- Loose items and unsecured materials, such as dislocated cowls on roofs, can be blown around and pose serious risks. Facility managers can eliminate these hazards through the visual aids provided by drones.
- Roof hail damage insurance reports are possible through the use of GPS-equipped drones.
Other valuable possibilities for facility managers are the use of drones for glazing inspections, chimney and spire checks, sprinkler tank examinations, skylight assessment – and even for checking for birds’ nests.
With the widespread adoption of rooftop solar photovoltaic systems, drones can offer a range of detailed surveying services for maintaining the energy efficiency of solar panels.
They may assist facility managers to map out the roof and get an accurate measurement required for solar cell installations.
Aerial imagery provided by drones can also be used to identify solar panel faults such as dysfunctional cells, shades/objects on panels and dead/hot spots on the roof.
Aerial thermal technology can capture heat loss, moisture, refrigerant lines, poorly insulated areas, and malfunctioning heating and cooling equipment on the roof. Thermal scanning of a building can also gather information about the roof’s sealing performance and generate thermographic images for facility managers.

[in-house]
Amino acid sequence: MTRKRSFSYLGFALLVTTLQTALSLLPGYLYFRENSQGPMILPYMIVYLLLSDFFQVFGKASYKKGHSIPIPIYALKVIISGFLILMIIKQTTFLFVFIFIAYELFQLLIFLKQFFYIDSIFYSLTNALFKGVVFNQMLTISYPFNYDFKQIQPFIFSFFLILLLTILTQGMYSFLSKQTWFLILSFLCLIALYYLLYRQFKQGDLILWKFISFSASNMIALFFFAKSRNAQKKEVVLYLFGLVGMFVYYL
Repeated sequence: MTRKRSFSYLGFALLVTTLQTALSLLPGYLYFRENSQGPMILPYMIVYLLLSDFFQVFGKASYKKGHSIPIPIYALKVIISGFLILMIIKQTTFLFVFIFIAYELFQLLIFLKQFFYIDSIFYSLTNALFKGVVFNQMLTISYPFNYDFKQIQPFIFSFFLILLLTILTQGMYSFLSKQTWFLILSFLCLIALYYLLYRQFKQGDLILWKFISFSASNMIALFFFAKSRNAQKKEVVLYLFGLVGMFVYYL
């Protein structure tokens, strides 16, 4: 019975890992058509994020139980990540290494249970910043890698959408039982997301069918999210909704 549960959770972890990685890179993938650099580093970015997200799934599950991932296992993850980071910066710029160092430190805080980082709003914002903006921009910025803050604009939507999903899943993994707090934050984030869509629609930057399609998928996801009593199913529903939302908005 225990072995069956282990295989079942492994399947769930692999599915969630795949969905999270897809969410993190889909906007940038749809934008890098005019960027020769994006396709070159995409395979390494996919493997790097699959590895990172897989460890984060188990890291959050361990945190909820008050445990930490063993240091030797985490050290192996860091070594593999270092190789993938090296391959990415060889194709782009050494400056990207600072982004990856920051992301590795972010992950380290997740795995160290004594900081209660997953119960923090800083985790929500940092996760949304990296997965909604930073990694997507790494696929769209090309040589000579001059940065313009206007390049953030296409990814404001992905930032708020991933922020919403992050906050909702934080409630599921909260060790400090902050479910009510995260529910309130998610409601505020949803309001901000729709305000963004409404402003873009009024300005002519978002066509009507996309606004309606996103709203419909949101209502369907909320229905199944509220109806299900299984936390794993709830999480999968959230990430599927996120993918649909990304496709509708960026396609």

Thermal imaging can be used to monitor heat escaping and building’s energy loss and create CAD (computer aided design) topographic models of the building envelope.
BUT WAIT, THERE’S MORE …
Drones can also be deployed to make sure that employees are using appropriate personal protective equipment and safety systems correctly. They can be used for inspecting wind turbines and power lines, job progress tracking, illegal storage on balconies, clothing lines and the illegal dumping of rubbish in an area.
Being a drone ‘pilot’ is not an obligation for facility managers as yet, but this could change in the next few years and companies may add this skill to their required hiring criteria.
RULES FOR FACILITY MANAGERS TO FLY DRONES
The primary function of CASA (the Australian Government’s Civil Aviation Safety Authority) is to conduct the safety regulation of civil air operations in Australia.
As facilities management is a commercial operation, facility managers are required to get in line with standard operating conditions listed on CASA’s website. Rules vary depending on the weight of the drone. When operating in this commercial category, it is essential that you review the information, instructions, reading material and standard operating conditions listed on the CASA website.
For drones weighing between 100 grams and two kilograms, there is no need to hold a RPA Operator Certificate (ReOC) or a Remote Pilot Licence (RePL). If a remotely piloted aircraft weighs over two kilograms, however, facility managers will need to hold a ReOC or RePL.
Arian Bahramsari is a Melbourne-based facility manager.
This article also appears in the Feb/Mar issue of Facility Management magazine.